Photojournalist Orin Langelle’s exhibit at his new ¡Buen Vivir! gallery at 148 Elmwood in Allentown takes on two enormous issues: world climate change—along with the criminality of its associated corporate denial and delay tactics—and the official media’s so-called “objectivity.”
by Anne Petermann, Executive Director, Global Justice Ecology Project
In a society rising up against the corporate capture of our food supply in the form of GMOs, a new untested and not-yet-approved GMO food is being promoted: the GMO chestnut.
A recent op-ed in the Washington Post, however, makes the silly assertion that this emerging new GMO food will be the answer to hunger and a step toward reconnecting with our food supply:
Repopulating our woods — and even our yards, our commons and our courthouse lawns — with [GE] American chestnuts would put a versatile, nutritious, easily harvested food source within reach of just about everyone. For those living on the margins, it could be a very real hedge against want. For everyone, it could be a hedge against distancing ourselves from our food, which can be the first step toward a diet low in the whole foods that virtually every public health authority tells us we should eat more of.
Really? A food source for the poor? People are going to be heading out with their burlap sacks collecting GMO chestnuts to roast, grind into flour or boil into candy? This is the answer to hunger? And what is the health impact of eating GMO chestnuts? Is this even being assessed? No.
By Anne Petermann, Executive Director, Global Justice Ecology Project, 20 November 2014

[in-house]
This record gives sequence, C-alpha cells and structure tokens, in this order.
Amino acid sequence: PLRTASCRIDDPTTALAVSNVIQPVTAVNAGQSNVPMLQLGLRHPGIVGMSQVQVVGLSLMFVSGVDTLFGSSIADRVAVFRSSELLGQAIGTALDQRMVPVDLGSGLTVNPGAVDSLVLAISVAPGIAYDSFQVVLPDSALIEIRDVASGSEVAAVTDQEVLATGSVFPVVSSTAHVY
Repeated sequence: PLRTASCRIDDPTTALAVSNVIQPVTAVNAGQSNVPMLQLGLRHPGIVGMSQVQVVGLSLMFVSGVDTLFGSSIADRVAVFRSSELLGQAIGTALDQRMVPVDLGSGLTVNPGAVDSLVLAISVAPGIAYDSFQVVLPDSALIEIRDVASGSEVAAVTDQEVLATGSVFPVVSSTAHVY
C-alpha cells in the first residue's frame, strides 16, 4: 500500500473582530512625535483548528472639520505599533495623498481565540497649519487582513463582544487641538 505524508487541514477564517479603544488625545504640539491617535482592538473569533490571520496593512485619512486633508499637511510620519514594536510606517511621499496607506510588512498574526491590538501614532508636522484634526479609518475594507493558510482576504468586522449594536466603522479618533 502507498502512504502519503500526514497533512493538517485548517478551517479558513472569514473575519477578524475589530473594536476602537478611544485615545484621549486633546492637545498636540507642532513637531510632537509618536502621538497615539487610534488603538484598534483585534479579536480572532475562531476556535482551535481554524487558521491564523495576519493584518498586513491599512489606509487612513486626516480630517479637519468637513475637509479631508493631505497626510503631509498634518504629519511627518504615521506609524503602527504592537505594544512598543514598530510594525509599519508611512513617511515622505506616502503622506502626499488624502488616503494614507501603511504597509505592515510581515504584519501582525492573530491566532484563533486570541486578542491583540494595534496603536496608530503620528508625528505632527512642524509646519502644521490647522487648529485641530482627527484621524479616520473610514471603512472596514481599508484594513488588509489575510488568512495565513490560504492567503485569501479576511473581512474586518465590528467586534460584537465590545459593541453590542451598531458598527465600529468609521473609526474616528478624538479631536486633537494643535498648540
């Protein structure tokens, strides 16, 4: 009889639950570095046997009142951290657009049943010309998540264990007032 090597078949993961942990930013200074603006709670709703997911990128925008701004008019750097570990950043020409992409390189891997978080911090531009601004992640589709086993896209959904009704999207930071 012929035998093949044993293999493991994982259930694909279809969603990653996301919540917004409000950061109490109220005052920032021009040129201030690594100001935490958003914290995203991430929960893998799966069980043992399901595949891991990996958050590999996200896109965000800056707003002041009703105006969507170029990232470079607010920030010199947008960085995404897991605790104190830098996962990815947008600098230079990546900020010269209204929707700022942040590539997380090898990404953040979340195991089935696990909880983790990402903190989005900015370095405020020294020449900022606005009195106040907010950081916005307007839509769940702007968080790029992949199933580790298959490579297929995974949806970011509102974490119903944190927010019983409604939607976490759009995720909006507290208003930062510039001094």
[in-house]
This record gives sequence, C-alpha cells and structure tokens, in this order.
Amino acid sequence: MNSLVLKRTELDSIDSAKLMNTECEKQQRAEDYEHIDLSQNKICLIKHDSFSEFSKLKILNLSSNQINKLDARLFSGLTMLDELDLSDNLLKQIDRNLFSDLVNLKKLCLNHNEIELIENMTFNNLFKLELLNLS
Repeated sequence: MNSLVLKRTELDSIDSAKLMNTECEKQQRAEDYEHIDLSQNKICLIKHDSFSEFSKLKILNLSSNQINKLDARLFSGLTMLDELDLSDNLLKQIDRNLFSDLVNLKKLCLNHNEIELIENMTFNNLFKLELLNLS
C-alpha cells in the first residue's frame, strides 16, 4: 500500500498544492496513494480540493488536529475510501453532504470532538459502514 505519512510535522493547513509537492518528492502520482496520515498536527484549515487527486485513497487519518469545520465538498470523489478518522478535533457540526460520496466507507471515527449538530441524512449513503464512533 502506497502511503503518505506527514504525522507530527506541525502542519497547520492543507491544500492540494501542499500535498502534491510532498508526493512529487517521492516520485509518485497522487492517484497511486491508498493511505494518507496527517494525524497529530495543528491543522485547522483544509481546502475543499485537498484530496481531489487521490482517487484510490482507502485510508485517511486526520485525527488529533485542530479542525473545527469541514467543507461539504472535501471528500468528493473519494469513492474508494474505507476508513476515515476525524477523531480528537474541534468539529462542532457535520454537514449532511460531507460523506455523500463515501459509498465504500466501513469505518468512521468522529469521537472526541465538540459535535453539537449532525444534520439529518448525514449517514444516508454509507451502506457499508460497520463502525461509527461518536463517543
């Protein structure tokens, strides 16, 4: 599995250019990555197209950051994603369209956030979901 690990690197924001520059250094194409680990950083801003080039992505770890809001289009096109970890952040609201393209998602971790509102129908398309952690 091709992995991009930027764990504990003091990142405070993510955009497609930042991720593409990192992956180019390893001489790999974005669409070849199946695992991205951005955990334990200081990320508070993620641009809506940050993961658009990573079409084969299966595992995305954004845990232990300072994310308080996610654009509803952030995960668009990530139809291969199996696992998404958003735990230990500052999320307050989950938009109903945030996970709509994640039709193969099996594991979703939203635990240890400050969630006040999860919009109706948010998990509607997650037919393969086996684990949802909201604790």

Global Justice Ecology Project is in Paraguay for two weeks of meetings to strategize means to address the impacts of wood-based bioenergy, genetically engineered trees and livestock on deforestation levels, and the solutions to the climate change and deforestation crisis provided by local communities maintaining and caring for their traditional lands.
Aydah from the Solomon Islands speaks at the meeting. If biomass energy is not stopped, her islands will continue to drown. Photo credit: GJEP-GFC
Today’s meetings included the participation of activists from throughout Africa, Asia, the South Pacific, North and South America and Eastern and Western Europe. The topic at hand was the problem of wood-based bioenergy–specifically electricity derived from cutting down forests, destroying biodiversity, polluting the atmosphere and displacing forest-based Indigenous and local communities.
Biomass also comes with an enormous cost in waste. In the Drax UK biomass plant, Biofuelwatch has calculated that of every three trees burned, two are wasted as heat. Half of one UK power station takes more wood than the entire UK produces every year and supplies only 4.6% of the country’s electricity demand. These power stations require co-generation with coal, so increased use of biomass = increased use of coal. Without the biomass conversion, this Drax plant would have had to close by 2016. The conversion to co-generation with biomass is allowing it to stay open, enabling continued and increased use of coal.
By Anne Petermann, Executive Director, Global Justice Ecology Project
Ayoreo family in the Gran Chaco in Paraguay. This family and their community were relocated from their homeland by groups who want to exploit the Chaco. Photolangelle.org
Global Justice Ecology Project just arrived in Paraguay for two weeks of meetings on the themes of wood-based bioenergy, genetically engineered trees, the impacts of livestock and GMO soy production on global deforestation levels, and the solutions to climate change and deforestation provided by local communities maintaining and caring for their traditional lands.
Looking out of the Asunción hotel room at the wide majestic Paraguay river, and the expanse of forest on the other side, feeling the tropical humidity and listening to the rumble of distant thunder, it is hard to imagine that yesterday my GJEP colleague and I woke up in the midst of a major snowstorm in Buffalo, NY.